There isn't a Sarbanes-Oxley for Idiots book, unfortunately, since a lot of S-Ox is still like HIPAA... open for legal interpretation.
Sarbanes-Oxley, in a nutshell, is designed to ensure non-fraudulent financial reporting by publically traded companies. It enforces personal responsibility for the "C-levels" within these companies. In other words, they sign their name saying that the financial report is accurate and hasn't been tampered with. Should it not be, they could face jail time. Along with that, they sign on saying the internal controls designed to produce accurate financial reporting are in place and working. Internal controls hit heavily upon IT. For instance, who has access to the database server where the source data comes from? Controls to prevent unauthorized access must be in place. In addition, auditing mechanisms must be in place. And they must be tested and working.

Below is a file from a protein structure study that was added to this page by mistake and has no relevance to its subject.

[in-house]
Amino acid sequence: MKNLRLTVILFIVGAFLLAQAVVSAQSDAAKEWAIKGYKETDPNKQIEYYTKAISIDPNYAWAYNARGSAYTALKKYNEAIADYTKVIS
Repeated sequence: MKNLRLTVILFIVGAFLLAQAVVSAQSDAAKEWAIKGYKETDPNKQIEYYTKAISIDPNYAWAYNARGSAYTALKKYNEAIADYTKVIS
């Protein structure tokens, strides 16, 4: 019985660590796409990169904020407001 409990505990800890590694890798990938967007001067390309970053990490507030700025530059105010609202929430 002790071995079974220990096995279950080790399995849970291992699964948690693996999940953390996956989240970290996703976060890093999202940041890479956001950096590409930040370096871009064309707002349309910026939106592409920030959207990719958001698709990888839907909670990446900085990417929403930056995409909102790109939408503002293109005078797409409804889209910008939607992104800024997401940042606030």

For organizations outside of "publically traded" status, there are copy cat laws and regulations coming out that apply to all companies, regardless of status. Indiana's language changes to its RFP process is a good example.
K. Brian Kelley